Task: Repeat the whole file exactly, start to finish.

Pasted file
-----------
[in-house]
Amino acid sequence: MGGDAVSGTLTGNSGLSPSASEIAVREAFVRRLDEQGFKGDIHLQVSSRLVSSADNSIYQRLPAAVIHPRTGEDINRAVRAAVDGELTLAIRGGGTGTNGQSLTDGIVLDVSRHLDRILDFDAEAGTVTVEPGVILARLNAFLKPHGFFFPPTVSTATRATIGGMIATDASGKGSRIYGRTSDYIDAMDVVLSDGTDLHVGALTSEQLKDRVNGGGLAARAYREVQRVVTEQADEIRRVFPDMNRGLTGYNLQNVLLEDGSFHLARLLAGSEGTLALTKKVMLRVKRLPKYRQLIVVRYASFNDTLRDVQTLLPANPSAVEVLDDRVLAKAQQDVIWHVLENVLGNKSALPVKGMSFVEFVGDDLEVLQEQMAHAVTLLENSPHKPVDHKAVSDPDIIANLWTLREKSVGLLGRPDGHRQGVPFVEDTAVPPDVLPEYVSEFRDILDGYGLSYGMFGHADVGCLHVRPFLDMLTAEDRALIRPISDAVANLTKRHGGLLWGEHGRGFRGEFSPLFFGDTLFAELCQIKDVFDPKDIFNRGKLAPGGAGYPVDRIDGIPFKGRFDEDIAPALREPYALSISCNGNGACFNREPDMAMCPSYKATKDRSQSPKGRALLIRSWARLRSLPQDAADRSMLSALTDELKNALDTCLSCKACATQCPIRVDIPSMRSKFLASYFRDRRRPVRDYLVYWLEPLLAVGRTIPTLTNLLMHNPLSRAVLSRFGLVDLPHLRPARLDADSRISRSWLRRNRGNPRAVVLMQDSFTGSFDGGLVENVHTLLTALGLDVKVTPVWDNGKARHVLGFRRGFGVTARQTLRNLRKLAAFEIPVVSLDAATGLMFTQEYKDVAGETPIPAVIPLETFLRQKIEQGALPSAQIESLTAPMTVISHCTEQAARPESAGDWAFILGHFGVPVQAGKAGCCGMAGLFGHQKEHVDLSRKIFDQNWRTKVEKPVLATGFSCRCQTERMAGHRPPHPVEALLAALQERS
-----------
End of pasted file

[in-house]
Amino acid sequence: MGGDAVSGTLTGNSGLSPSASEIAVREAFVRRLDEQGFKGDIHLQVSSRLVSSADNSIYQRLPAAVIHPRTGEDINRAVRAAVDGELTLAIRGGGTGTNGQSLTDGIVLDVSRHLDRILDFDAEAGTVTVEPGVILARLNAFLKPHGFFFPPTVSTATRATIGGMIATDASGKGSRIYGRTSDYIDAMDVVLSDGTDLHVGALTSEQLKDRVNGGGLAARAYREVQRVVTEQADEIRRVFPDMNRGLTGYNLQNVLLEDGSFHLARLLAGSEGTLALTKKVMLRVKRLPKYRQLIVVRYASFNDTLRDVQTLLPANPSAVEVLDDRVLAKAQQDVIWHVLENVLGNKSALPVKGMSFVEFVGDDLEVLQEQMAHAVTLLENSPHKPVDHKAVSDPDIIANLWTLREKSVGLLGRPDGHRQGVPFVEDTAVPPDVLPEYVSEFRDILDGYGLSYGMFGHADVGCLHVRPFLDMLTAEDRALIRPISDAVANLTKRHGGLLWGEHGRGFRGEFSPLFFGDTLFAELCQIKDVFDPKDIFNRGKLAPGGAGYPVDRIDGIPFKGRFDEDIAPALREPYALSISCNGNGACFNREPDMAMCPSYKATKDRSQSPKGRALLIRSWARLRSLPQDAADRSMLSALTDELKNALDTCLSCKACATQCPIRVDIPSMRSKFLASYFRDRRRPVRDYLVYWLEPLLAVGRTIPTLTNLLMHNPLSRAVLSRFGLVDLPHLRPARLDADSRISRSWLRRNRGNPRAVVLMQDSFTGSFDGGLVENVHTLLTALGLDVKVTPVWDNGKARHVLGFRRGFGVTARQTLRNLRKLAAFEIPVVSLDAATGLMFTQEYKDVAGETPIPAVIPLETFLRQKIEQGALPSAQIESLTAPMTVISHCTEQAARPESAGDWAFILGHFGVPVQAGKAGCCGMAGLFGHQKEHVDLSRKIFDQNWRTKVEKPVLATGFSCRCQTERMAGHRPPHPVEALLAALQERS